In the last month alone, CDMO giant Lonza has announced three major upgrades to its manufacturing footprint in Visp, Western Switzerland: a huge expansion of its biologics capacity, new production lines for the manufacture of antibody-drug conjugates, and a ramping up of its workforce dedicated to the production of ingredients for Moderna’s COVID-19 vaccine.
The most recent announcement of a CHF 650 million (EUR 594 million) investment into a new large scale 27,500 m2 production facility aims to create “large-scale” cell production lines, adding six 20,000-liter bioreactors to meet the increasing market demand for biologics. 300 new jobs are set to be generated and a projected completion date of 2024 has been given.
This announcement came hot on the heels of another investment, this time for CHF 200 million (EUR 183 million), for a new manufacturing facility dedicated to small molecules and is set to create another 200 jobs. This project, the first stage of which will be the construction of a production line dedicated to antibody drug conjugates (ADCs), is being built in partnership with an as-yet unnamed “biopharmaceutical partner”. Lonza already produces the majority of commercially available drug products which use ADCs; a class of highly potent active pharmaceutical ingredients (APIs) designed for the targeted treatment of cancer.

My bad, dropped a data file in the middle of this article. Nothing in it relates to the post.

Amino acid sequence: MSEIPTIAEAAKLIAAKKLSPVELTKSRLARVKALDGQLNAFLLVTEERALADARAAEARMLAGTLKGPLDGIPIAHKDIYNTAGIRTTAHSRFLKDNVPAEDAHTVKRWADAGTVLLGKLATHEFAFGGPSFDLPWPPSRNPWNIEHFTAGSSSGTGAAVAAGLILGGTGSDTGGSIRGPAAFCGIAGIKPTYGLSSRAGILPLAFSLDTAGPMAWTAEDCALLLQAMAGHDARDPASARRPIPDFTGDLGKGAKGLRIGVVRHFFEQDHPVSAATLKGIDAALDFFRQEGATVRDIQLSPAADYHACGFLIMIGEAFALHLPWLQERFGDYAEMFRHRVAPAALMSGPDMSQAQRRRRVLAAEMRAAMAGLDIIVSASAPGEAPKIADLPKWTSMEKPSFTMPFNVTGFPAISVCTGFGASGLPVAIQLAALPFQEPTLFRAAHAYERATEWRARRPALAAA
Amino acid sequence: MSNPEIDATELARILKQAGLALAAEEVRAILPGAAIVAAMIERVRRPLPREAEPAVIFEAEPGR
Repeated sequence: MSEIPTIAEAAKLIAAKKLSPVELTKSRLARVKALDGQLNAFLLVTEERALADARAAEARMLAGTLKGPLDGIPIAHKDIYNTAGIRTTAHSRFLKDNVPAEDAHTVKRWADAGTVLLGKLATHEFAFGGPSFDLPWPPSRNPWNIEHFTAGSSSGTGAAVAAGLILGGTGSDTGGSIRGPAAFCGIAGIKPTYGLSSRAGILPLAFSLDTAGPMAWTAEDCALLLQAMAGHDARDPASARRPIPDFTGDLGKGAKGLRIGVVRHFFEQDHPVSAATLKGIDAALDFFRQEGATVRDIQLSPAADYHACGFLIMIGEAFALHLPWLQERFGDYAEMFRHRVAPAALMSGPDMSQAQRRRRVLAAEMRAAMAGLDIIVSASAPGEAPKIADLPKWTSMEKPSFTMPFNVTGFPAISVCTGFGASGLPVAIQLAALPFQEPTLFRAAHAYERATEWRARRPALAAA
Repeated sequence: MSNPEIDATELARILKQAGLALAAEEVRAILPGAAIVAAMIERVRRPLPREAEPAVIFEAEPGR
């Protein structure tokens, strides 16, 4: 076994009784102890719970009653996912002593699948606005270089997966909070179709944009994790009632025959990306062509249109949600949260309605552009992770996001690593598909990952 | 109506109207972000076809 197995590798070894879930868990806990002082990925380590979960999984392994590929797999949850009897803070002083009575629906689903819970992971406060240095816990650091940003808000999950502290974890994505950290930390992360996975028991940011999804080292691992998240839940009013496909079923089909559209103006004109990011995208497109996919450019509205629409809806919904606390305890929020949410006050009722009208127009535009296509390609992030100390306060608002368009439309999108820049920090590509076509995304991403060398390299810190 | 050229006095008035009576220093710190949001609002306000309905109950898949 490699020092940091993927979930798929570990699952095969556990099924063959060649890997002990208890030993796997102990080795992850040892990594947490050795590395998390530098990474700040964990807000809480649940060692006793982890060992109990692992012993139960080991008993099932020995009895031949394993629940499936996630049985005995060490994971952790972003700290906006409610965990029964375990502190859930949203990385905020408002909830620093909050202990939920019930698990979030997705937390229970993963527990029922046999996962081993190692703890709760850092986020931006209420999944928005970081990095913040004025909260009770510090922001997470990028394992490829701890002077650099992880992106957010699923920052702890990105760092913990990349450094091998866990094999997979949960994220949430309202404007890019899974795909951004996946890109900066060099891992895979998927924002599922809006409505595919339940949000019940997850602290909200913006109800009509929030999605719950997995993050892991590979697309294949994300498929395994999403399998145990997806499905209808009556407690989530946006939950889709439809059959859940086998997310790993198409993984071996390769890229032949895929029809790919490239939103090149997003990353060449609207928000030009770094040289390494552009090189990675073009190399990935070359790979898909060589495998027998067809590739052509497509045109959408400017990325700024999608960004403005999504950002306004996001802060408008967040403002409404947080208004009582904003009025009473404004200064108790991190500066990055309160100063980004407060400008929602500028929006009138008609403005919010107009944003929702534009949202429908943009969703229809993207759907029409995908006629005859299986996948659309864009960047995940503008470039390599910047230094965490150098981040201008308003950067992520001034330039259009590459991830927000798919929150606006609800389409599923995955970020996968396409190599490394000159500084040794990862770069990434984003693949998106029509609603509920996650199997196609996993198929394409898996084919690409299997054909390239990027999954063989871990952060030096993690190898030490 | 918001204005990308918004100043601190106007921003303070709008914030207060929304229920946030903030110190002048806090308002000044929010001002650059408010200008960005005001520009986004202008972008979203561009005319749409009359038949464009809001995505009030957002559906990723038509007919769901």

ADCs represent a highly promising but complex field, as Chris Martin of ADC Therapeutics explained to PharmaBoardroom in February, “In a way, ADCs are a simple concept. There is the antibody, which binds to a protein that is exclusively or predominantly expressed on the surface of tumour cells. To analogize, it acts as a guided missile. It finds and binds to the tumour cell, where it becomes internalized, and then the enzymes in the cell release the toxin into the cell, so that it can kill the tumour cell. The tricky part about ADCs is that they are relatively complicated to develop and manufacture because they combine very potent drugs with complex biologics and antibodies.”
Also in April, Lonza announced that it would create 1,200 new jobs at its COVID-19 vaccine production site, also in Visp. In 2020, the firm established three new production lines to manufacture up to one billion doses of one of the APIs for Moderna’s jab over ten years. The deal relates to supply for the global market, excluding the US, and the company has prioritised boosting its workforce to meet an annual target of 300 million doses. As well as drawing from the Swiss labour pool, Lonza is also actively looking to recruit from neighbouring geographies such as Germany, France, and Northern Italy, as well as the UK.